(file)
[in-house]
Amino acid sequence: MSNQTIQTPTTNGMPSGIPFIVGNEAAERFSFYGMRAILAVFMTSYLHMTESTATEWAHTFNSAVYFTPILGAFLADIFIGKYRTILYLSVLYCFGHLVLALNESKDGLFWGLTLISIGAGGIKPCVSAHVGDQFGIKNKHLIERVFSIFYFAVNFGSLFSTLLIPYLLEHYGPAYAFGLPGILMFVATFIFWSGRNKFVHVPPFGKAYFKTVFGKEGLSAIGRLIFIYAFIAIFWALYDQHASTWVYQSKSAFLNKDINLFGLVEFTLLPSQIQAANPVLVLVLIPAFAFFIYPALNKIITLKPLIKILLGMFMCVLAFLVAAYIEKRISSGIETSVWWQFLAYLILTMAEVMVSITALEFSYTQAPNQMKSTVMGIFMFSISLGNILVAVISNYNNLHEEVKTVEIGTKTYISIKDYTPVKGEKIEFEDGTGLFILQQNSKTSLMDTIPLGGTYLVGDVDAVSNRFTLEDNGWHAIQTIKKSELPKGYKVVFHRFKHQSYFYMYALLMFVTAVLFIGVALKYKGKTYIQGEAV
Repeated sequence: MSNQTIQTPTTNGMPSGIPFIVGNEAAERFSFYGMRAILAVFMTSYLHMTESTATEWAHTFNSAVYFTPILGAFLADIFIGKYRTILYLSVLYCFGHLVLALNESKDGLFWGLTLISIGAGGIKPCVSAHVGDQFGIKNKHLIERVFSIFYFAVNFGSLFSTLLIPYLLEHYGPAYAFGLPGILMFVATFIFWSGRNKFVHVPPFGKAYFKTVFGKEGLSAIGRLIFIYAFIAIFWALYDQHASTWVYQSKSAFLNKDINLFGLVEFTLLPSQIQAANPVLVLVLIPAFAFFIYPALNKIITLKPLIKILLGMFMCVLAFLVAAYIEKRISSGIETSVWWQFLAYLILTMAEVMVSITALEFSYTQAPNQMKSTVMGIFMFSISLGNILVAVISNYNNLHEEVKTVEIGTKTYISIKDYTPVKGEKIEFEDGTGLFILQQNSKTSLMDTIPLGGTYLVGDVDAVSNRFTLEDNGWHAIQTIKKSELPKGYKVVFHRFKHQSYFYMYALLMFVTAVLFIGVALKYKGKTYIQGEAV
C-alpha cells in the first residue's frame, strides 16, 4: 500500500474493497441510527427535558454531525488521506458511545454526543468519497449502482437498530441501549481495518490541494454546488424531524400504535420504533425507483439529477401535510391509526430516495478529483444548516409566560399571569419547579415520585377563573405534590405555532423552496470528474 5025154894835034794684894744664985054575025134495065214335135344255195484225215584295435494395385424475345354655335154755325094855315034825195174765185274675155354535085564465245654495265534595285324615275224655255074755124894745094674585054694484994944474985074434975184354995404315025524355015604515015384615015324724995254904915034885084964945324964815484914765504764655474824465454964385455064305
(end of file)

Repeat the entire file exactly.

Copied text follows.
[in-house]
Amino acid sequence: MSNQTIQTPTTNGMPSGIPFIVGNEAAERFSFYGMRAILAVFMTSYLHMTESTATEWAHTFNSAVYFTPILGAFLADIFIGKYRTILYLSVLYCFGHLVLALNESKDGLFWGLTLISIGAGGIKPCVSAHVGDQFGIKNKHLIERVFSIFYFAVNFGSLFSTLLIPYLLEHYGPAYAFGLPGILMFVATFIFWSGRNKFVHVPPFGKAYFKTVFGKEGLSAIGRLIFIYAFIAIFWALYDQHASTWVYQSKSAFLNKDINLFGLVEFTLLPSQIQAANPVLVLVLIPAFAFFIYPALNKIITLKPLIKILLGMFMCVLAFLVAAYIEKRISSGIETSVWWQFLAYLILTMAEVMVSITALEFSYTQAPNQMKSTVMGIFMFSISLGNILVAVISNYNNLHEEVKTVEIGTKTYISIKDYTPVKGEKIEFEDGTGLFILQQNSKTSLMDTIPLGGTYLVGDVDAVSNRFTLEDNGWHAIQTIKKSELPKGYKVVFHRFKHQSYFYMYALLMFVTAVLFIGVALKYKGKTYIQGEAV
Repeated sequence: MSNQTIQTPTTNGMPSGIPFIVGNEAAERFSFYGMRAILAVFMTSYLHMTESTATEWAHTFNSAVYFTPILGAFLADIFIGKYRTILYLSVLYCFGHLVLALNESKDGLFWGLTLISIGAGGIKPCVSAHVGDQFGIKNKHLIERVFSIFYFAVNFGSLFSTLLIPYLLEHYGPAYAFGLPGILMFVATFIFWSGRNKFVHVPPFGKAYFKTVFGKEGLSAIGRLIFIYAFIAIFWALYDQHASTWVYQSKSAFLNKDINLFGLVEFTLLPSQIQAANPVLVLVLIPAFAFFIYPALNKIITLKPLIKILLGMFMCVLAFLVAAYIEKRISSGIETSVWWQFLAYLILTMAEVMVSITALEFSYTQAPNQMKSTVMGIFMFSISLGNILVAVISNYNNLHEEVKTVEIGTKTYISIKDYTPVKGEKIEFEDGTGLFILQQNSKTSLMDTIPLGGTYLVGDVDAVSNRFTLEDNGWHAIQTIKKSELPKGYKVVFHRFKHQSYFYMYALLMFVTAVLFIGVALKYKGKTYIQGEAV
C-alpha cells in the first residue's frame, strides 16, 4: 500500500474493497441510527427535558454531525488521506458511545454526543468519497449502482437498530441501549481495518490541494454546488424531524400504535420504533425507483439529477401535510391509526430516495478529483444548516409566560399571569419547579415520585377563573405534590405555532423552496470528474 5025154894835034794684894744664985054575025134495065214335135344255195484225215584295435494395385424475345354655335154755325094855315034825195174765185274675155354535085564465245654495265534595285324615275224655255074755124894745094674585054694484994944474985074434975184354995404315025524355015604515015384615015324724995254904915034885084964945324964815484914765504764655474824465454964385455064305